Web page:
keywords = "computational narratology, bias analysis, literary quality assessment",
author = "Lassen, {Ida Marie S.} and Yuri Bizzoni and Telma Peura and Thomsen, {Mads Rosendahl} and Nielbo, {Kristoffer Laigaard}",
year = "2022",
language = "English",
note = "DARIAH Annual Event 2022 : Storytelling ; Conference date: 31-05-2022 Through 03-06-2022",
url = "https://annualevent.dariah.eu/",

}

RIS

TY - ABST

T1 - No Golden Path

T2 - DARIAH Annual Event 2022

AU - Lassen, Ida Marie S.

AU - Bizzoni, Yuri

AU - Peura, Telma

AU - Thomsen, Mads Rosendahl

AU - Nielbo, Kristoffer Laigaard

PY - 2022

Y1 - 2022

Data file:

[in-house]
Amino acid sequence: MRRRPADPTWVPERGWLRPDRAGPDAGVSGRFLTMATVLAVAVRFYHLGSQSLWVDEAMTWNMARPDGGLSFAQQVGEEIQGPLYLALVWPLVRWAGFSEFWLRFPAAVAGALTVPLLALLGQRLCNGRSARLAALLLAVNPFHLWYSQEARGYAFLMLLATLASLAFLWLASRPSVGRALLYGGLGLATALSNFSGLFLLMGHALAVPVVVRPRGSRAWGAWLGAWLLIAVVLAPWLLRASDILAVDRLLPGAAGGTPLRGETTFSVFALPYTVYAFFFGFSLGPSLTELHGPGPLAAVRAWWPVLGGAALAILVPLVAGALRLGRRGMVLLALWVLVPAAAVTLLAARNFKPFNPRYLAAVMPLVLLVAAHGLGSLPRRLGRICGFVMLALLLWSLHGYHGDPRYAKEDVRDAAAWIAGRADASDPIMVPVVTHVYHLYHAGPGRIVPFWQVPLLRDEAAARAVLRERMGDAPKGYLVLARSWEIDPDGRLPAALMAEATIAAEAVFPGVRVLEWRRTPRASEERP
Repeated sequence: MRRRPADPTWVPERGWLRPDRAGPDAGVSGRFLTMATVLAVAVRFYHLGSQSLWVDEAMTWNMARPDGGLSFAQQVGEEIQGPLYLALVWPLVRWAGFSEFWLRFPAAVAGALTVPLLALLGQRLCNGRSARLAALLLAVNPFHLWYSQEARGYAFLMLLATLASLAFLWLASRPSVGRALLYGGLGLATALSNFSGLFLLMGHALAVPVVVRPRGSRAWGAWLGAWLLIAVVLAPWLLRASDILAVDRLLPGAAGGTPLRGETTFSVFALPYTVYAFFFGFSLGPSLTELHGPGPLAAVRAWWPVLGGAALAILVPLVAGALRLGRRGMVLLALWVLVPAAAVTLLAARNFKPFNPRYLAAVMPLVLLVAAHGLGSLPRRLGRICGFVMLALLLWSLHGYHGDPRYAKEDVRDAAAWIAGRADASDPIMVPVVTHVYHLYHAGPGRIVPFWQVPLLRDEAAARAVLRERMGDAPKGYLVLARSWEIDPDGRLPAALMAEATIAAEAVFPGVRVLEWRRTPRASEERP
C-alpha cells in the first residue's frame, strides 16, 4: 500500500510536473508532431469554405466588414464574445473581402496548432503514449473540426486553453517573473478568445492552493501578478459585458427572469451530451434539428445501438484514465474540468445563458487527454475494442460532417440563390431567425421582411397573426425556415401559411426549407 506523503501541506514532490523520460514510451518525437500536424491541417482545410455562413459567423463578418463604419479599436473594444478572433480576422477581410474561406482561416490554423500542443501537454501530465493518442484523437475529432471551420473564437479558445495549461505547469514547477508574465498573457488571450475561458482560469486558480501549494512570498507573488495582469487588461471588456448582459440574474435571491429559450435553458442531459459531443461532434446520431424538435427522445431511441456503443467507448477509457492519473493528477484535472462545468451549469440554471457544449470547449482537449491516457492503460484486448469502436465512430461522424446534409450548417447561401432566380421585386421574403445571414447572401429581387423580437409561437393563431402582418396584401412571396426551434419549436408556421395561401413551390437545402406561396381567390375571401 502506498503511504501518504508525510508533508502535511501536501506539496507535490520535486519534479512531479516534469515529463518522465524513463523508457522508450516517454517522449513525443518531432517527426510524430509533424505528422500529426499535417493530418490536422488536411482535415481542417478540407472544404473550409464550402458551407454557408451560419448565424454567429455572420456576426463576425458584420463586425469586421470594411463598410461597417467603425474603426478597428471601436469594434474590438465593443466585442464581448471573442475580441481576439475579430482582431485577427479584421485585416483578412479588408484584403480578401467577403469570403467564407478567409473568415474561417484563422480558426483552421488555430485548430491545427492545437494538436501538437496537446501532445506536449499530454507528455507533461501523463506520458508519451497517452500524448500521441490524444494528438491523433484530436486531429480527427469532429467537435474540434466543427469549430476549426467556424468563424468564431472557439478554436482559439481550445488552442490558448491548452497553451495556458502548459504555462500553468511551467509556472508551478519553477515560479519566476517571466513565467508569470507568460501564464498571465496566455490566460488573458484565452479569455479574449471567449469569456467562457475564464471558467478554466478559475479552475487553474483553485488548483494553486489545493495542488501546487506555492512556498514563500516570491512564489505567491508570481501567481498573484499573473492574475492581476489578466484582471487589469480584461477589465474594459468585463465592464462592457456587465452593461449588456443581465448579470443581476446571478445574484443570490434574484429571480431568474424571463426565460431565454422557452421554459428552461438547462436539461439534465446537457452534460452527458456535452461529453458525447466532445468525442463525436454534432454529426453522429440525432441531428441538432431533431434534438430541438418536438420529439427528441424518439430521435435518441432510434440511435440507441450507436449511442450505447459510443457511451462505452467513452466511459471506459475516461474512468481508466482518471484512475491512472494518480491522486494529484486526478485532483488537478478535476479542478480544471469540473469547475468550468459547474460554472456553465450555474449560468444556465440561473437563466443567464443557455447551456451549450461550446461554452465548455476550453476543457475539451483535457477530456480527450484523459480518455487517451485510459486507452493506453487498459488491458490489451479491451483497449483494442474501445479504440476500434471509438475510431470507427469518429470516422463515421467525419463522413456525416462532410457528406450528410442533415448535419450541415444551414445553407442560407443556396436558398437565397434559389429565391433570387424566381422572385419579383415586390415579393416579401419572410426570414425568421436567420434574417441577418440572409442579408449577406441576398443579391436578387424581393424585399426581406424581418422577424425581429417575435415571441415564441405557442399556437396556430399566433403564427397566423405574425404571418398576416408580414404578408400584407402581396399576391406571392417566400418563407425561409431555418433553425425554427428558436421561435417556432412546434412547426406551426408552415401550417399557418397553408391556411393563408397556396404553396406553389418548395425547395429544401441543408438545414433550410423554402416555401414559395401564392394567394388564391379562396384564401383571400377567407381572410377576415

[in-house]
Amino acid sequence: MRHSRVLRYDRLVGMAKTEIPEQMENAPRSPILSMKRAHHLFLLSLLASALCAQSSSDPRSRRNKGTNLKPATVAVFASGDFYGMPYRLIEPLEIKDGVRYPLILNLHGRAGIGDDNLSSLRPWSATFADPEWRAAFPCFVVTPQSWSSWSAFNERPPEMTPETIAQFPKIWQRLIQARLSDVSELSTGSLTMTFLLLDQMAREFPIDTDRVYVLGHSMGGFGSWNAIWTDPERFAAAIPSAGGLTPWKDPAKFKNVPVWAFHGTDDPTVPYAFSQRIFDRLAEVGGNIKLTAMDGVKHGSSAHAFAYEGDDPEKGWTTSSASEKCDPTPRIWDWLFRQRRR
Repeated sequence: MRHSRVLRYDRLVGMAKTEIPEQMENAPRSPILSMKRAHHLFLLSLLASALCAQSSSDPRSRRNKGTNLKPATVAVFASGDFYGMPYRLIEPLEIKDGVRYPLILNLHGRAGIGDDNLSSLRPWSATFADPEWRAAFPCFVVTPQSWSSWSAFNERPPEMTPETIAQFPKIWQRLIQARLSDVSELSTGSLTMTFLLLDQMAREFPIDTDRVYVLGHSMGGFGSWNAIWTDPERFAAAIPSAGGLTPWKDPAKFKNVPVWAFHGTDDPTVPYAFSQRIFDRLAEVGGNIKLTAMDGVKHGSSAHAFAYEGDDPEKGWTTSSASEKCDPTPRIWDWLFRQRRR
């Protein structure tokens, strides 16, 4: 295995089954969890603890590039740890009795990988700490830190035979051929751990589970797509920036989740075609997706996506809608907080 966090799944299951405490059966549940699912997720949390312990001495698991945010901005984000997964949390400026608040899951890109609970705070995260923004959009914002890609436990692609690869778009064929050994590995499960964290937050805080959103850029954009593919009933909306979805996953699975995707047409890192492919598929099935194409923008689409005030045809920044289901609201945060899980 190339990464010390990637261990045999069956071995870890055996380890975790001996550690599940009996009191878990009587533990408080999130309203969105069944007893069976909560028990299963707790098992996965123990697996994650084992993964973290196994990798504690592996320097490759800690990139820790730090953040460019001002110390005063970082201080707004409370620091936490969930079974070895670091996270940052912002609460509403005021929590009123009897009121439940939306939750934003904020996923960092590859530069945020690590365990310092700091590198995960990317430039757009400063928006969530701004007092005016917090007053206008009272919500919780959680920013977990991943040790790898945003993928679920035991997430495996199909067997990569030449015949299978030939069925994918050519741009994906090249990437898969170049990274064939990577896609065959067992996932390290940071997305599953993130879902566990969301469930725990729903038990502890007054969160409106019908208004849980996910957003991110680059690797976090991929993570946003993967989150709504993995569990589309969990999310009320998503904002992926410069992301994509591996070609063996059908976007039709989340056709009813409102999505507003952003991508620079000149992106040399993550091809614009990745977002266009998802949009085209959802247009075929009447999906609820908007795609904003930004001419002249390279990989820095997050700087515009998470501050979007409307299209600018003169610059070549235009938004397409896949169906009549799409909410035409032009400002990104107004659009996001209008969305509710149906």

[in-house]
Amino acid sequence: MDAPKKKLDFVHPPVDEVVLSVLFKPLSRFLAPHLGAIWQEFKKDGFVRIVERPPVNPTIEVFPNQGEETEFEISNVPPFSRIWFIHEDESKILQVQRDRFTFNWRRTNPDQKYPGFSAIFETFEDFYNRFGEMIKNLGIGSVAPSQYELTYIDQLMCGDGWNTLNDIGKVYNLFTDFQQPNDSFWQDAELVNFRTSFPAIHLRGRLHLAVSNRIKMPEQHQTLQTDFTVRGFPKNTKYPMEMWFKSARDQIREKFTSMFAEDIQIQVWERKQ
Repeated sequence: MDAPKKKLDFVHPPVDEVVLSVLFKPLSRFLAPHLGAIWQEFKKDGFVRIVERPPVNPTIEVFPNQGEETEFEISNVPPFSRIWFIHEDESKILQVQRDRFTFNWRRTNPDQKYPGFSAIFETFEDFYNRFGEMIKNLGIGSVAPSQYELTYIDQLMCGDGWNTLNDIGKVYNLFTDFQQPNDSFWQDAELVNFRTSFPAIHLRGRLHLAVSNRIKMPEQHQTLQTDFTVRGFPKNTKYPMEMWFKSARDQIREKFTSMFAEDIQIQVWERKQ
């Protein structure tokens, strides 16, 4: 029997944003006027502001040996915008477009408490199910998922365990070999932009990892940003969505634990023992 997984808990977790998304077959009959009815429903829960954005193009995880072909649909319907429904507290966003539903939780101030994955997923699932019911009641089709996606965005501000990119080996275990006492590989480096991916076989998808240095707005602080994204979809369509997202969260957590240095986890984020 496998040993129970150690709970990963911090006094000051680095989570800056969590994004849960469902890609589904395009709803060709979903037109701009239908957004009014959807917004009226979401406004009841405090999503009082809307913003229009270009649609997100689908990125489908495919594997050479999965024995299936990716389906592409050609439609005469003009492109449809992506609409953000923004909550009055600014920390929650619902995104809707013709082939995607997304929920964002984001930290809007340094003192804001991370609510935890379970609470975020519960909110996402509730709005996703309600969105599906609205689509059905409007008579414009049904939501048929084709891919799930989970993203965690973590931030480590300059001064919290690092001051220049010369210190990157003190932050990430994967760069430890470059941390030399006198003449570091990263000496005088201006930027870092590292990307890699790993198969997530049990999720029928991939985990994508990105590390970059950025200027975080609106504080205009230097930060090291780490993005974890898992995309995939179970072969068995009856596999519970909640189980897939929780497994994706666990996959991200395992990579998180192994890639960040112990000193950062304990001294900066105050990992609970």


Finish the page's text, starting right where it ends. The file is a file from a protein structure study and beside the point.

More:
N2 - Narrative organization of information ties together storytelling in its many modalities. One archetypal expression of narratives we find in literary fiction. In this paper, we approach the elements of a successful narrative, and by extension storytelling, from the perspective of computational narratology. We are specifically interested in how to identify ’a good story’ and navigate in two dimensions of literary success: ‘Extrinsic’ and ‘intrinsic’. We investigate the association between the self-similarity of a sentiment story arc and review assessment of a literary work. In doing so, we direct our attention to known and unknown biases in the suggested dimensions of success to avoid reinforcing existing unwanted structures in our exploration of successful narratives.Quality assessment of literature is not a simple inquiry and is complicated by various factors. Literature is a complex linguistic phenomenon that conveys information indirectly, and readers have different aesthetic preferences, and, in general, there is a lack of robust scientific instruments for measuring literary quality. One noisy, but ecologically valid measure is quantitative ’reader reviews.’ On this account, a narrative is successful if readers rate it high. Such an ’extrinsic’ success criterion is tempting because it is relatively easy to access, reflects readers’ preferences in a natural setting, and its standardization appears trivial. A criterion that relies on reviews is however prone to several well-known biases, for instance, grading disparities between gender [1], ethnicity and race [2], which point to fairness challenges in classification of real-world data [3]. Instead of merely relying upon review annotation of the success of a story, we suggest paying attention to the inner structure of a story, the ’intrinsic success’.A recent theoretical paper has suggested that the affective coherence of a story, that is, the self-similarity of a sentiment story arc, functions as an index of a narrative’s intrinsic success [4]. A complementary empirical study has shown that affective coherence can detect canonical literature [5].While the use of computational narratology may seem compelling to minimize demographic disparities introduced by extrinsic success, it introduces less apparent and unknown biases. Genre, for instance, impacts a story arc and shows complex interactions with psychological propensities, aesthetic evaluation, and gender [1]. In this work, we examine the association between the internal sentiment structure of a work and known biases. Socio-cultural norms may also play an important role in introducing unknown biases even at the methodological level, such as representational biases of reader types.In sum, there is no golden path to identify successful storytelling, that is, no single path that optimizes both quality assessment and bias response. Instead of relying on single dimensions of success, either compelling computational approaches or accessible standardization, we suggest a deliberate combination of dimensions and approaches which includes choices about bias acceptance. We see a multitude of possible trajectories, each of which implies different choices of known and unknown biases.